Stronger dollar makes oil costlier for some buyers; API report showed lower U.S. crude inventories.
Oil prices fell on Thursday, dragged lower by a firmer dollar that offset support from a surprise decline in U.S. crude inventories.
Brent crude futures were down 11 cents at $65.31 per barrel by 1218 GMT, while West Texas Intermediate (WTI) futures eased 24 cents to $61.44 a barrel.
The dollar rose to a one-week high against a basket of major currencies on Thursday, after minutes of the Federal Reserve's January meeting showed policymakers were more confident of the need to keep raising interest rates.
With the strengthening dollar, the oil price has lost nearly 10 percent since hitting a multi-year high above $70 in January.
"Given the market’s whipsaw reaction we could add another key takeaway, that recent heightened market volatility could be here to stay," LCG markets strategist Jasper Lawler said.
The correlation between moves in the oil price and the dollar has strengthened in the last couple of weeks, as investors increasingly sell other assets to buy the U.S. currency on expectations of a faster pace of rate rises.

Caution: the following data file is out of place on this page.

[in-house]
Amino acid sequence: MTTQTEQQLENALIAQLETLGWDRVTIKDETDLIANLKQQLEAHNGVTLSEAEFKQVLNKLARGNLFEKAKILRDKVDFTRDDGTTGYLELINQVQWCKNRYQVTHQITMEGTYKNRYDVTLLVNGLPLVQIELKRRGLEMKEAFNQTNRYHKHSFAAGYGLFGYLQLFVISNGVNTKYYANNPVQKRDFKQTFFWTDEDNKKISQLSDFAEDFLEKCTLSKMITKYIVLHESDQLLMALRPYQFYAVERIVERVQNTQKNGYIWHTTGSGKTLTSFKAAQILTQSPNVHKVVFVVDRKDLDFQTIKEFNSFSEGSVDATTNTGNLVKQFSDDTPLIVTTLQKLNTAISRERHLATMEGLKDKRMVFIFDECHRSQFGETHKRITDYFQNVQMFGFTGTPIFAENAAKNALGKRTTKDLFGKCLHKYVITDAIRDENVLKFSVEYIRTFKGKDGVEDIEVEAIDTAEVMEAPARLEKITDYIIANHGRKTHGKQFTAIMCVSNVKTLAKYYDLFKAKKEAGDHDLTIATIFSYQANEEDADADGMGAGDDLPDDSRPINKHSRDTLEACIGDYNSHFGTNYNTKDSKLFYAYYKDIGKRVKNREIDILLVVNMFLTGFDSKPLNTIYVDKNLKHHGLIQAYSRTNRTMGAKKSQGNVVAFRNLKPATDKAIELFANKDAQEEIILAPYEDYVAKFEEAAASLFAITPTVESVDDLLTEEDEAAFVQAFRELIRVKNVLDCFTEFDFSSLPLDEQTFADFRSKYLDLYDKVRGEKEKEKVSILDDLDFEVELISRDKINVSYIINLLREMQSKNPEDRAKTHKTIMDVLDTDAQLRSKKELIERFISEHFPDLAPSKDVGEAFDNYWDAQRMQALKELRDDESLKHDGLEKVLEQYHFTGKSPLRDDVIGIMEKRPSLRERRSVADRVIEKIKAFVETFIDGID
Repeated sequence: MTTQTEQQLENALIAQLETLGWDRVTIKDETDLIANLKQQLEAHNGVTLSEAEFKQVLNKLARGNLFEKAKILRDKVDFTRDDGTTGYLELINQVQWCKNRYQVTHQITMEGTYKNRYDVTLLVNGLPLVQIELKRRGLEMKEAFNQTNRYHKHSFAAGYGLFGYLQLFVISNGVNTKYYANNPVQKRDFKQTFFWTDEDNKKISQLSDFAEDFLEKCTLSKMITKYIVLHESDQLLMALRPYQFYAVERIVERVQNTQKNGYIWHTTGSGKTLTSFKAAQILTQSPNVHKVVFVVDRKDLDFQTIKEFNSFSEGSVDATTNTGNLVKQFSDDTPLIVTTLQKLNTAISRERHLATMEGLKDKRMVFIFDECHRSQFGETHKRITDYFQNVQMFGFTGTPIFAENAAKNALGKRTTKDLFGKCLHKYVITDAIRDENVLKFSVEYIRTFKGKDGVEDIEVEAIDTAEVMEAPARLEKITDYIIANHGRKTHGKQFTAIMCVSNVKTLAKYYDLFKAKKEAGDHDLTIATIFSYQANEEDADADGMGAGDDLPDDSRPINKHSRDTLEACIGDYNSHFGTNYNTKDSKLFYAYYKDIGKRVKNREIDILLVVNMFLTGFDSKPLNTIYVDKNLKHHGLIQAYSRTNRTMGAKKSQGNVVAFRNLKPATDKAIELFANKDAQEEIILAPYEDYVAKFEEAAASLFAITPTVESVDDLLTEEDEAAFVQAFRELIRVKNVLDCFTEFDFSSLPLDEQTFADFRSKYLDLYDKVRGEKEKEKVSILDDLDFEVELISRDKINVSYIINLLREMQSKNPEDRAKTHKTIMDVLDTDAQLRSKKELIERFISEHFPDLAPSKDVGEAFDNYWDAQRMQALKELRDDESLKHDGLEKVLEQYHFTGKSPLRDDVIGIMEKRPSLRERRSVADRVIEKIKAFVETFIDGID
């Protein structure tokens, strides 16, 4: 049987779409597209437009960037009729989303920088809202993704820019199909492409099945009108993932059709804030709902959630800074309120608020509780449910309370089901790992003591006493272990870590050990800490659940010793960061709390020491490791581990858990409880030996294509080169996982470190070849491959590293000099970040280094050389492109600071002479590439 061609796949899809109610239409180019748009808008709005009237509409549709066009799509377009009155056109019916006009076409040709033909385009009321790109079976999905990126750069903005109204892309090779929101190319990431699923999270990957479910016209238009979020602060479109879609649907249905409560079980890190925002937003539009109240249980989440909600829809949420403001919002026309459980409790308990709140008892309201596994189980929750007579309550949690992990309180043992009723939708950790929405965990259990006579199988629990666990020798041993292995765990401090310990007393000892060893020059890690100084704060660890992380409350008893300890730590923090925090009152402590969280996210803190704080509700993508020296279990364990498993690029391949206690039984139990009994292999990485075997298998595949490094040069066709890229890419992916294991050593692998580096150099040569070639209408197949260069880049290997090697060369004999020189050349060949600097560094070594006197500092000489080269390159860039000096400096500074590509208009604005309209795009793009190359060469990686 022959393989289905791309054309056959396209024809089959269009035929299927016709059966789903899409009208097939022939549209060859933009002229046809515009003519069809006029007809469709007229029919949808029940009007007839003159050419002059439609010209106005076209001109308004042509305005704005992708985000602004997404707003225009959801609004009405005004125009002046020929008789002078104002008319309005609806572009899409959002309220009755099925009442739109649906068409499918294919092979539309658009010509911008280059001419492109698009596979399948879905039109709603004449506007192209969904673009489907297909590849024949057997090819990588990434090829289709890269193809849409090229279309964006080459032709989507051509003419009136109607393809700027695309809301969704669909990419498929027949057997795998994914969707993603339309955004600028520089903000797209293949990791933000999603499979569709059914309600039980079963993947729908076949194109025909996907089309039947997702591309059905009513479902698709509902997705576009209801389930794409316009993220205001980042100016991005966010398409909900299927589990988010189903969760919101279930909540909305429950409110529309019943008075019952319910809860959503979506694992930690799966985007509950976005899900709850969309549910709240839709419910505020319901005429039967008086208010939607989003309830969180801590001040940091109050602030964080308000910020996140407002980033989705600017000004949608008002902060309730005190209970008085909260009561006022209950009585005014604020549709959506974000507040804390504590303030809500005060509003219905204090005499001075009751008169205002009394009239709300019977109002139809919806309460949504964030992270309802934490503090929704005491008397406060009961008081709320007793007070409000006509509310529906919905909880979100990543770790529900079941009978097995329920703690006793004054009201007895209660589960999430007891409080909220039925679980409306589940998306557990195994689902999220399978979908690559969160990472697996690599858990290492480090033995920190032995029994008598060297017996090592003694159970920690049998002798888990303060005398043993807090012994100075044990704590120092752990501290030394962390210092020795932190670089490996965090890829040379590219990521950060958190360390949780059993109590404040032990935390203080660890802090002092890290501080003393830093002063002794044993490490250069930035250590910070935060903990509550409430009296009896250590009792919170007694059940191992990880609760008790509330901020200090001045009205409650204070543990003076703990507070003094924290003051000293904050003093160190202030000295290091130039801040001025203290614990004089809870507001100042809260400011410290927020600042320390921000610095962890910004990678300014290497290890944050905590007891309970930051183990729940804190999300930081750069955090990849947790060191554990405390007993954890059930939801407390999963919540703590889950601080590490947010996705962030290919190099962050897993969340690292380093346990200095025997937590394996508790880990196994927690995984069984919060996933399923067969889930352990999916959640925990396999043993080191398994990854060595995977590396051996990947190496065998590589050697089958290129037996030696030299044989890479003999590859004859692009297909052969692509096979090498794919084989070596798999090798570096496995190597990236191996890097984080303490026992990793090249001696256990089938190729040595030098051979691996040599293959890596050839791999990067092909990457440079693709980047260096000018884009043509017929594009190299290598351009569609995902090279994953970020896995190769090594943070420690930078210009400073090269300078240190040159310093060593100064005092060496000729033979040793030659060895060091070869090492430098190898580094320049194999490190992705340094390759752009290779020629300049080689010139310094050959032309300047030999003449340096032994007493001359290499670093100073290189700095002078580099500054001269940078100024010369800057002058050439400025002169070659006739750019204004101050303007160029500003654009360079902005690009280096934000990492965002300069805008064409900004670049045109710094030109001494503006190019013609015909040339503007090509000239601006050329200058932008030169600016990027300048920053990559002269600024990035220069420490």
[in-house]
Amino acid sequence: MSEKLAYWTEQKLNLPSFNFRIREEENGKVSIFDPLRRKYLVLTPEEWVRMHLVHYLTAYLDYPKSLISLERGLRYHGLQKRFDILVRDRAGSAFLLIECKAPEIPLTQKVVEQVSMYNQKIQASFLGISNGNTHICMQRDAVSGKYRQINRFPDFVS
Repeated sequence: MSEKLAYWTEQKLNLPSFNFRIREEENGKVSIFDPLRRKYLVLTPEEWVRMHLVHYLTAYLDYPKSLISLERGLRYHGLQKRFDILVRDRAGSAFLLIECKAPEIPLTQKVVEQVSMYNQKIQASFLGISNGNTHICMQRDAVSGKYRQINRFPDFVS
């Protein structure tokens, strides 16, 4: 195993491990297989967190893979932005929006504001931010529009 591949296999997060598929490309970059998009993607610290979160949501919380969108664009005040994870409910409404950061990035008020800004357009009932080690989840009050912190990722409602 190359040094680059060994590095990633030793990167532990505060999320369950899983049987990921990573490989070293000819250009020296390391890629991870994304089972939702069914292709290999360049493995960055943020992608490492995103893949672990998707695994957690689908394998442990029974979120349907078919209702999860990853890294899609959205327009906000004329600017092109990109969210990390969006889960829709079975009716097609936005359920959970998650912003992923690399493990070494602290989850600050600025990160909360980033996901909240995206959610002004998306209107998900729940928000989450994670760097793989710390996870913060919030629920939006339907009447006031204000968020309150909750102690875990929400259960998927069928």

"The firming dollar continues to thwart investor sentiment despite the bullish inventory data," said Stephen Innes, head of trading for Asia-Pacific
at futures brokerage OANDA.
A stronger dollar pushes up the bill for countries paying for imports in other currencies, potentially curbing demand.
The American Petroleum Institute on Wednesday reported an unexpected drop in U.S. crude oil inventories by 907,000 barrels to 420.3 million barrels for the week to Feb. 16.
Inventories usually rise at this time of year, as many refineries cut crude intake to conduct maintenance, but a bottleneck in Canada's pipeline system has reduced U.S. imports and pushed U.S. stocks lower.
"Improved pipeline infrastructure to the Gulf coast and the decreased supply via TransCanada's Keystone pipeline, sent ... inventories tumbling," Innes said.
But analysts said oil markets were still generally well supported due to rising demand for crude and production restraint led by the Organization of the Petroleum Exporting Countries (OPEC) and Russia.
"OPEC production curbs have stabilised the market. Adherence to (the) agreement has been relatively good," Daniel Hynes, senior commodity strategist at ANZ bank
, said in a report on Thursday.
Reporting by Amanda Cooper